A bronze depiction of Colonel Henry Pleasants, mastermind of the Petersburg Mine, is located on the eastern side of the monument.


A bronze table depicting soldiers of the 48th carrying powder into the mine decorates the southern side of the monument.

[I am indebted to Mr. Philip Johnson, of Petersburg, Virginia, for the modern-day pictures of the 48th Pennsylvania Monument].

5 comments:

Phillip said...

This Monument, as well as others, in and around Petersburg are in dire need of restoration. These Monuments represent a very significant part of our Nations History. I am 45 years old, I have never seen these Monuments undergo any type of cleaning,restoration, etc. As a citizen of Petersburg I am ashamed that our city does not, or will not maintain these National Treasures.

John David Hoptak said...

Phillip~
Thank you so much for all of your assistance with the Petersburg monuments. With the sesqui-centennial of the war fast approaching, maybe we can work something out for the restoration of the monuments around Petersburg.
Thanks again~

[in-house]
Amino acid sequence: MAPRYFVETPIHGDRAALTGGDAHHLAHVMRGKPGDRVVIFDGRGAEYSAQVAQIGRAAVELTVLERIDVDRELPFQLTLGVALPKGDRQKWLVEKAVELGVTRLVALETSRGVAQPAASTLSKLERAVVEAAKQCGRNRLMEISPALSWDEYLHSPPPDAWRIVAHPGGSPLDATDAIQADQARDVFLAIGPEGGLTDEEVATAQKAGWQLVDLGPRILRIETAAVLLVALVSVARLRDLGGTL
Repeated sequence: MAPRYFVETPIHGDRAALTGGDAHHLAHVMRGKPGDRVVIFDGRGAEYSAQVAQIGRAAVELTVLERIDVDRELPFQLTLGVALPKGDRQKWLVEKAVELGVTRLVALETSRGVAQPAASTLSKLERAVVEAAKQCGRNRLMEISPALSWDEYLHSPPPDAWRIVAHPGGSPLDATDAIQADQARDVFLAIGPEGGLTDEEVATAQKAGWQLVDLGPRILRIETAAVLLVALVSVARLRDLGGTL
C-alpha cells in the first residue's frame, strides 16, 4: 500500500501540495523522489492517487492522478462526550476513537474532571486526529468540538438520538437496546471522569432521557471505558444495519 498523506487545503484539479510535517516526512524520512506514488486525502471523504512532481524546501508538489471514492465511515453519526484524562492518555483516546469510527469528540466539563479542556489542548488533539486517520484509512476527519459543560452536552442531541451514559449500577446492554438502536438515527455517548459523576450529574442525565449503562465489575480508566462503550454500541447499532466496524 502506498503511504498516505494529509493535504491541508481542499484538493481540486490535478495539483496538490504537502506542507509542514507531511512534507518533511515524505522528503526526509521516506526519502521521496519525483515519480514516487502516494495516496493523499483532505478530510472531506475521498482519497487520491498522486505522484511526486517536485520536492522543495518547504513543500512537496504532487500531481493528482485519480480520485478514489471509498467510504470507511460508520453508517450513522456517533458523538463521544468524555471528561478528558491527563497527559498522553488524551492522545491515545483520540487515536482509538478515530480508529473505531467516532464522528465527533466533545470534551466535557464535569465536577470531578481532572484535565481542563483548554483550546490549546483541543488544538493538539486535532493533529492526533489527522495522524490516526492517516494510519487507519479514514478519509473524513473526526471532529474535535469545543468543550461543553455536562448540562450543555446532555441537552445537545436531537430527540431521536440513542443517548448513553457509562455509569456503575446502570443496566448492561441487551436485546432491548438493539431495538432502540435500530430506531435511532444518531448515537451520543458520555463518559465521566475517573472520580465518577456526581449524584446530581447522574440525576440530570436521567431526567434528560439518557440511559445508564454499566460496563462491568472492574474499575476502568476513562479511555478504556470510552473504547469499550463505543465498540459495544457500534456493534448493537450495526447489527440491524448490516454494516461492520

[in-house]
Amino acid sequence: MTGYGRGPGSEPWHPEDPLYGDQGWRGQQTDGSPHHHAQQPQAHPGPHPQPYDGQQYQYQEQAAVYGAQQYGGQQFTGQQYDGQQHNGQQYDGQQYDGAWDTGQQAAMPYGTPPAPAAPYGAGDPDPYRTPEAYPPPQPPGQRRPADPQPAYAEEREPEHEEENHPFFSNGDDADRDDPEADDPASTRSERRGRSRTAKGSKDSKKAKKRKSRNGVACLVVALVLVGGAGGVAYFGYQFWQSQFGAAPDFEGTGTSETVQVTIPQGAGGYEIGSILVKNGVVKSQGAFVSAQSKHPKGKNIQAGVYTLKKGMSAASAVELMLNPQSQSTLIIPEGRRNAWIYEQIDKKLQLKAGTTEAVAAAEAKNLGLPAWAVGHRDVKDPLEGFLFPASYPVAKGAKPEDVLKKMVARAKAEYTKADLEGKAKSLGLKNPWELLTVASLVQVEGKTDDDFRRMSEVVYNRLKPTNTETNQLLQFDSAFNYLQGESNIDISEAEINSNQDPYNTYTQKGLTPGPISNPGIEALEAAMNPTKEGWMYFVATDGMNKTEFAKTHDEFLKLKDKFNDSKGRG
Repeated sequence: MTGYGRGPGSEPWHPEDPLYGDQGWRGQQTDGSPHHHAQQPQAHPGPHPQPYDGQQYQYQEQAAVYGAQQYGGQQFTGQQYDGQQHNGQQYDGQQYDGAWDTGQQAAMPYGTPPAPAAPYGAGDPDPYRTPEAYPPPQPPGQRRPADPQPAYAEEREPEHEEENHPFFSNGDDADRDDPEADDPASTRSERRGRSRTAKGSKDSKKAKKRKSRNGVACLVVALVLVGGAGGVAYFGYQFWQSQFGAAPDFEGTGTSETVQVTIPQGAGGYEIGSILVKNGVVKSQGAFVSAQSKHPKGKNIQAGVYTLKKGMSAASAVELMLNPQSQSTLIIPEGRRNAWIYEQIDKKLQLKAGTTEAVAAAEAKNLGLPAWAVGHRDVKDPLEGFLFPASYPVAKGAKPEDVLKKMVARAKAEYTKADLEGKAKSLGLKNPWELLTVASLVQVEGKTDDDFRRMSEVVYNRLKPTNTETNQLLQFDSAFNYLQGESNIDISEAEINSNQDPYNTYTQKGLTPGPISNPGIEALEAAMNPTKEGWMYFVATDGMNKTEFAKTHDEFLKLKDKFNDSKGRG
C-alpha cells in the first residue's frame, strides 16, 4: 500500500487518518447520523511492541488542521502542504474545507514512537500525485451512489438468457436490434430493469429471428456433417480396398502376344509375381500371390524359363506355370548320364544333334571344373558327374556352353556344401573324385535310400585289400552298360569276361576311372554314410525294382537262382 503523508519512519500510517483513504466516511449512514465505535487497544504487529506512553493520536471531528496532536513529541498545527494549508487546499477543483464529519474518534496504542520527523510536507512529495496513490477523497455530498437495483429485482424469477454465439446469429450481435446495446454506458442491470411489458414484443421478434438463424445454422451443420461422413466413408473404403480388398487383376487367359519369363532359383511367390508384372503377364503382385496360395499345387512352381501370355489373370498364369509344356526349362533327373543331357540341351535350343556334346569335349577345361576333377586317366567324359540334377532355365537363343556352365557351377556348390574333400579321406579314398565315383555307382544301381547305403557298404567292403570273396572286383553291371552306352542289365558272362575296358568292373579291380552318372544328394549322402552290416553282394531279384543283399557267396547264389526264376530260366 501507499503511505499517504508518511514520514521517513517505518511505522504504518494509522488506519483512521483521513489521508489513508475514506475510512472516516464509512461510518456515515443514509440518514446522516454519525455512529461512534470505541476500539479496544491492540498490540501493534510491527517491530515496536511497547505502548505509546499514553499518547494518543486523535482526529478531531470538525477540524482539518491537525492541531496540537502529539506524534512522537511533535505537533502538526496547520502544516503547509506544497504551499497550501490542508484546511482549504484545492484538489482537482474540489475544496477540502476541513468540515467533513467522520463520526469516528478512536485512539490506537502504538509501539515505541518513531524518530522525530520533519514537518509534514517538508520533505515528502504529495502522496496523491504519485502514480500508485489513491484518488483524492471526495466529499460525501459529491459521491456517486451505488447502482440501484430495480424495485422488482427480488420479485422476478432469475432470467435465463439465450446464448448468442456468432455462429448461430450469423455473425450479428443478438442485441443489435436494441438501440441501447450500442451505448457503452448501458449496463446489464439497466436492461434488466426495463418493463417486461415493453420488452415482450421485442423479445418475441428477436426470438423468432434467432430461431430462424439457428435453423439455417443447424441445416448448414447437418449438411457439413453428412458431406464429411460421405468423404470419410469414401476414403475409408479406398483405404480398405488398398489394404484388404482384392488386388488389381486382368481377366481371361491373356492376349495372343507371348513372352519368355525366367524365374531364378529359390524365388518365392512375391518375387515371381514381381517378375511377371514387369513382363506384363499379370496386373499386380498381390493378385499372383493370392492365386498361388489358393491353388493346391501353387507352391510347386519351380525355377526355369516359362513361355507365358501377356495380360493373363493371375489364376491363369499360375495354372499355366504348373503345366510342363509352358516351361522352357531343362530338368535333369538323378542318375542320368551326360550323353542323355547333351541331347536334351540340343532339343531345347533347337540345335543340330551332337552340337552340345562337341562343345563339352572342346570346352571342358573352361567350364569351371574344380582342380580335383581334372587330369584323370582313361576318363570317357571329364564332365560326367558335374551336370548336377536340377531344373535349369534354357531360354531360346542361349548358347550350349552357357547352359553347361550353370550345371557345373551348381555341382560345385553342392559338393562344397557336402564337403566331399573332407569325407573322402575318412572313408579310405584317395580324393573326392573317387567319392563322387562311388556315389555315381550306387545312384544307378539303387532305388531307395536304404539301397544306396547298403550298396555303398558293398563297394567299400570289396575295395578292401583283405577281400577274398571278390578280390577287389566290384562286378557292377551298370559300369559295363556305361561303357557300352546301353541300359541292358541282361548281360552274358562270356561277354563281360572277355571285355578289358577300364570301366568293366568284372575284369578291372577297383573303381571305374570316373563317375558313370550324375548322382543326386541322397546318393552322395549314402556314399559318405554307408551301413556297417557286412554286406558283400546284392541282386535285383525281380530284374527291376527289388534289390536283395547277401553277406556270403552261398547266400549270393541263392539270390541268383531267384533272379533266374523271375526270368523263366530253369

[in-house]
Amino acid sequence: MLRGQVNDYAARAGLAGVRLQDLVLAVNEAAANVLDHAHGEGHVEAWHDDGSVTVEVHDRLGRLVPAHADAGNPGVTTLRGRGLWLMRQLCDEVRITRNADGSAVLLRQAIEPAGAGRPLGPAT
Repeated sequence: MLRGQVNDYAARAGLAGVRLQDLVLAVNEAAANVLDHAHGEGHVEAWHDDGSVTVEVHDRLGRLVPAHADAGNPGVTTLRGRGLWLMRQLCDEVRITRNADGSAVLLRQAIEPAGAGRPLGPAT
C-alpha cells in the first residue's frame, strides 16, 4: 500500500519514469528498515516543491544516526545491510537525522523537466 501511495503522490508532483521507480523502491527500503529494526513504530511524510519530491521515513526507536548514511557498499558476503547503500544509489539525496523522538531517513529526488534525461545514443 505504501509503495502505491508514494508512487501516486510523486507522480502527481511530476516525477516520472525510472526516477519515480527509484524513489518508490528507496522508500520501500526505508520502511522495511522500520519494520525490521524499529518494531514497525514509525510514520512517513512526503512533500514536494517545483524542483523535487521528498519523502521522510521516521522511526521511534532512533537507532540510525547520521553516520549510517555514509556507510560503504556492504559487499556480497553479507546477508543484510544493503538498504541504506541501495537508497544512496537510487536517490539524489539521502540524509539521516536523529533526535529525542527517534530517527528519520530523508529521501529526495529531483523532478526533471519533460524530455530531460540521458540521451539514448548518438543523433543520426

John

Phillip said...

John

I agree 100%, I have e-mailed Chris Calkins, Park Historian, Petersburg National Battlefield, to ascertain who is responsible for the upkeep of these sites.
Hopefully he will respond.

Phillip

CarolinaBob said...

I saw that the Monument was placed on the Davis Farm. From earlier research I knew there was a W.P. Davis Farm located at the Junction of the Vaughn and Halifax Road, close to the Weldon Railroad.

On June 21st, 1864, Barringer's Troops were engaged by Barlow's Troops from the 2nd Division. Barringer placed his Artillery of McGregor along the Railroad and advanced a couple of lines away from the railroad. The first line engaged Barlow, and when Barlow pursued with vigor, Barringers Men waiting for the Federals Poured Several Volleys into Barlows troops, along with the Batteries of McGregor. Barringer's troops were pushed back by Barlow, and from the lines in Petersburg, A.P. Hill sent Wilcox's Infantry to the engagement going on. Reinforced with Infantry, Barringer and Wilcox pushed back Barlow's men to the Jerusalem Plank Road, where they were reinforced by Birney's Troops. At the end of the day, Barringer withdrew from the Jerusalem Plank road and the Davis Farm, Close to the Jerusalem Plank Road.